Raise the Bar on Customer Satisfaction

in Experience

In Professor's Pine and Gilmore's book, The Experience Economy," the authors refer to the faulty method may organizations use to measure customer satisfaction., It is simply the numerical difference between what the customers wants less what they perceive they get. The problem with this equation is that in many cases the customer has come to expect less. So the gap between wants' and perceived gets is narrow.

Here's an example. When Home Depot first opened in my neighborhood the service was amazing. All my questions were answered, someone helped me carry bulky purchases to my car and cashiers seemed genuinely interested - What I wanted was that level of experience to remain - it didn't. Over the years it has badly deteriorated and Home Depot has forced me to lower my standards. When I go to Home Depot now to buy a 2 X 4 I don't expect much else. So by all accounts if I can purchase that 2 X 4 at a reasonable price I'm happy and Home Depot can pat itself on the back thinking I'm a satisfied customer.

Recently I went to another Home Depot where the woman who helped me knew about the product, relayed personal information about how she had successfully used it in her home, helped me understand the difference between one model and the next and thanked me for my business. I was amazed - but I shouldn't have been. All she was doing was what Home Depot promised in the first place.

Now think about those thousands of visitors who come to your trade shows. They pay good money and invest lots of time to have an enjoyable and profitable experience. But, what do they get: long aisles, hard floors, harsh lights, inconveniently located washrooms and exhibitors displaying the same thing they had last year. Trade show visitors feel abused. It's what they have come to expect. Neither the show organizer nor the exhibitor has done anything to make the experience memorable and inviting.

As an exhibitor we can work closely as part of a show advisor committee to encourage the show organizer to make the changes that would humanize the show for visitors and that would be one important step. The problem is that change on this scale takes time. You wouldn't want the organizer to revamp the show completed hoping that the change would work. The prudent approach would be to take smaller steps, testing them out and than taking more steps after. This way the change in the show is methodical, tested and appropriate.

As exhibitors we can make changes a bit faster. If we can change our display to include a visitor experience than while we are waiting for the rest of the show to catch up, we are miles ahead of everyone else.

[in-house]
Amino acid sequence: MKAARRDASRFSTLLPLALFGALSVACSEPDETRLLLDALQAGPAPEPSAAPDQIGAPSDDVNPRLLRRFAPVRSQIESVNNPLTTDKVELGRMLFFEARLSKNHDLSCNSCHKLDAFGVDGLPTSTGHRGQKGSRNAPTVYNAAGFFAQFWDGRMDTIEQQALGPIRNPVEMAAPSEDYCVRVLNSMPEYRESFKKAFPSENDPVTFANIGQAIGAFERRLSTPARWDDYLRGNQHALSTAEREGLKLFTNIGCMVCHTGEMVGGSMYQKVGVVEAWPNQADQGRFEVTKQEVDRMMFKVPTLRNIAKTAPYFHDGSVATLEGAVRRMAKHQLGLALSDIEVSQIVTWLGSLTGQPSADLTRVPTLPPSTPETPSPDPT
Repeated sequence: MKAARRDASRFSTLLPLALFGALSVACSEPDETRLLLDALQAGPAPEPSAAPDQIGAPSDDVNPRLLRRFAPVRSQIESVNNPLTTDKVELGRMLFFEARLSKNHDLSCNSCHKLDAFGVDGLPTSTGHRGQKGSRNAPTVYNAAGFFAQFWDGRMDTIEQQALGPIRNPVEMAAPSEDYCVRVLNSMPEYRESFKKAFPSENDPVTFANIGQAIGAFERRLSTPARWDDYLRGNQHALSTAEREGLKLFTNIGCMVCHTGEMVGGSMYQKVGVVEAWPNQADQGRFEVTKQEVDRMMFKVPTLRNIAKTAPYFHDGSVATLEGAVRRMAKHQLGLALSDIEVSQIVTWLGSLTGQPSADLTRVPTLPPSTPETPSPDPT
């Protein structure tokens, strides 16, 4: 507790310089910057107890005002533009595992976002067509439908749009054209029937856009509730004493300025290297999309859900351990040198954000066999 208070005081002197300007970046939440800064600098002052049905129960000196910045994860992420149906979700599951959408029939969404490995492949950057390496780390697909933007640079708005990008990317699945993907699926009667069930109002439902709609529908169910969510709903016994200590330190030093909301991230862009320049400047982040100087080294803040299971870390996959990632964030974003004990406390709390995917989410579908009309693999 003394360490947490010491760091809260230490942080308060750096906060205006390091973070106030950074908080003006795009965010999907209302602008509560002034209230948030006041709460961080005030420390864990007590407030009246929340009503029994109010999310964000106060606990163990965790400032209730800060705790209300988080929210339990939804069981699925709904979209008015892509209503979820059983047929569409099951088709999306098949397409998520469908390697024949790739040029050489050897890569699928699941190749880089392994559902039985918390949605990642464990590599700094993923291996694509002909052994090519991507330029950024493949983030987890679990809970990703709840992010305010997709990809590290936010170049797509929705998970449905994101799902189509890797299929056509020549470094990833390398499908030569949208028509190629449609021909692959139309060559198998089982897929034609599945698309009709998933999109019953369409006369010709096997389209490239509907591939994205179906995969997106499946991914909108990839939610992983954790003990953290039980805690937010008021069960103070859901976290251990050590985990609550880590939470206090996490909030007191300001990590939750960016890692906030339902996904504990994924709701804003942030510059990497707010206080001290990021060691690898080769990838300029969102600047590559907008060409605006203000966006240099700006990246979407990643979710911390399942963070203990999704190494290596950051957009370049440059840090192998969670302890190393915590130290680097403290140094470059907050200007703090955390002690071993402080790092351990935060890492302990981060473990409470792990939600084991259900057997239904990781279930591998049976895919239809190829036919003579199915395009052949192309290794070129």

There are many steps you can take to accomplish an experience focused display. Here are a few:

1. Let your customer's expect the unexpected. Offering good service and friendly booth people becomes the baseline for superior customer satisfaction. Once that baseline of what is acceptable has been established then you need to find ways to improve. Little things often have great impact. For example if you have an appointment set at your booth then have the meeting area cleared, a sign welcoming the guest and a cup of their favorite brew waiting (you can learn their preferences by calling an assistant ahead of time.)
2. Booth attitude. Your booth people should forget about selling and adopt the attitude of a host. This shifts the focus away from "pitching" to welcoming.
3. Encourage interactivity. The experience is through one or more of the senses: sight, sound, touch, smell and taste. Think about your booth and establish experience points where the visitor can get involved. Perhaps it is hospitality, Real products and services (yes, services) rather than photos, The sound of a well oiled machine working, the smell of fresh flowers or coffee brewing, and large show-stopper graphics.
4. Create an environment. Your physical space should be more than a showroom but a place where visitors feel comfortable enough with you to interact openly and honestly.

There are lots more that you can do, but at very least try these four. Remember it's those companies and organizations that keep their customer's expectations higher than their wants that will win.

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Barry Siskind has 1 articles online

Barry Siskind

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Raise the Bar on Customer Satisfaction

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This article was published on 2010/04/02